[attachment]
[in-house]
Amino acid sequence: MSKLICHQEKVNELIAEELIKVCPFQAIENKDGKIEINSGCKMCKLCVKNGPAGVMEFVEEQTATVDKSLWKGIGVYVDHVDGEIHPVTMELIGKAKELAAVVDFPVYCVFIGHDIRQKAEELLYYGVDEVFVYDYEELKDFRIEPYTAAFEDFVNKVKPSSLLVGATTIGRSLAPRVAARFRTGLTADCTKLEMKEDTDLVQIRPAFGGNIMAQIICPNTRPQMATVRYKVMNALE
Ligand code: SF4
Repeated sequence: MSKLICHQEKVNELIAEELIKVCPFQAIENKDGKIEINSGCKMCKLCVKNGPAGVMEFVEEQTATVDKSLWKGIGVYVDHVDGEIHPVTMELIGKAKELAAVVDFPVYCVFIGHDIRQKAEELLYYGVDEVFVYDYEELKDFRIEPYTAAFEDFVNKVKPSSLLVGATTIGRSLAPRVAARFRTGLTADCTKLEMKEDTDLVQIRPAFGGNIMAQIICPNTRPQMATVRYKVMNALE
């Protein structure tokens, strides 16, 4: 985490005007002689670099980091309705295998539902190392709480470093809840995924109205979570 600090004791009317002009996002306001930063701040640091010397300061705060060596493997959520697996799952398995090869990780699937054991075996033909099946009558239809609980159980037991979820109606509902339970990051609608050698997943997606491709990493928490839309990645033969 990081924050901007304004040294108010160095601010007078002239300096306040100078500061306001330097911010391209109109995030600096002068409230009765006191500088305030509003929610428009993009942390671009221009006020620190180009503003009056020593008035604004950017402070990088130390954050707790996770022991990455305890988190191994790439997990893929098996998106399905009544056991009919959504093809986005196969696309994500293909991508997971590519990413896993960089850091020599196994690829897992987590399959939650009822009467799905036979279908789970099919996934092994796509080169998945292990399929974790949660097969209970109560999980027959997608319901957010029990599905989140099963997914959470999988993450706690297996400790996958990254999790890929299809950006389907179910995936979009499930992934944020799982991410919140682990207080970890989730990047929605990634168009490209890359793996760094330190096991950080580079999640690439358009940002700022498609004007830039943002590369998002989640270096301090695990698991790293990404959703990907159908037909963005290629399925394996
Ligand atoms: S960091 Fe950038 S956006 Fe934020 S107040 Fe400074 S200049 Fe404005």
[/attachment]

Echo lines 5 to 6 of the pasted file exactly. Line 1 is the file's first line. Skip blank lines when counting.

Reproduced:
């Protein structure tokens, strides 16, 4: 985490005007002689670099980091309705295998539902190392709480470093809840995924109205979570 600090004791009317002009996002306001930063701040640091010397300061705060060596493997959520697996799952398995090869990780699937054991075996033909099946009558239809609980159980037991979820109606509902339970990051609608050698997943997606491709990493928490839309990645033969 990081924050901007304004040294108010160095601010007078002239300096306040100078500061306001330097911010391209109109995030600096002068409230009765006191500088305030509003929610428009993009942390671009221009006020620190180009503003009056020593008035604004950017402070990088130390954050707790996770022991990455305890988190191994790439997990893929098996998106399905009544056991009919959504093809986005196969696309994500293909991508997971590519990413896993960089850091020599196994690829897992987590399959939650009822009467799905036979279908789970099919996934092994796509080169998945292990399929974790949660097969209970109560999980027959997608319901957010029990599905989140099963997914959470999988993450706690297996400790996958990254999790890929299809950006389907179910995936979009499930992934944020799982991410919140682990207080970890989730990047929605990634168009490209890359793996760094330190096991950080580079999640690439358009940002700022498609004007830039943002590369998002989640270096301090695990698991790293990404959703990907159908037909963005290629399925394996
Ligand atoms: S960091 Fe950038 S956006 Fe934020 S107040 Fe400074 S200049 Fe404005």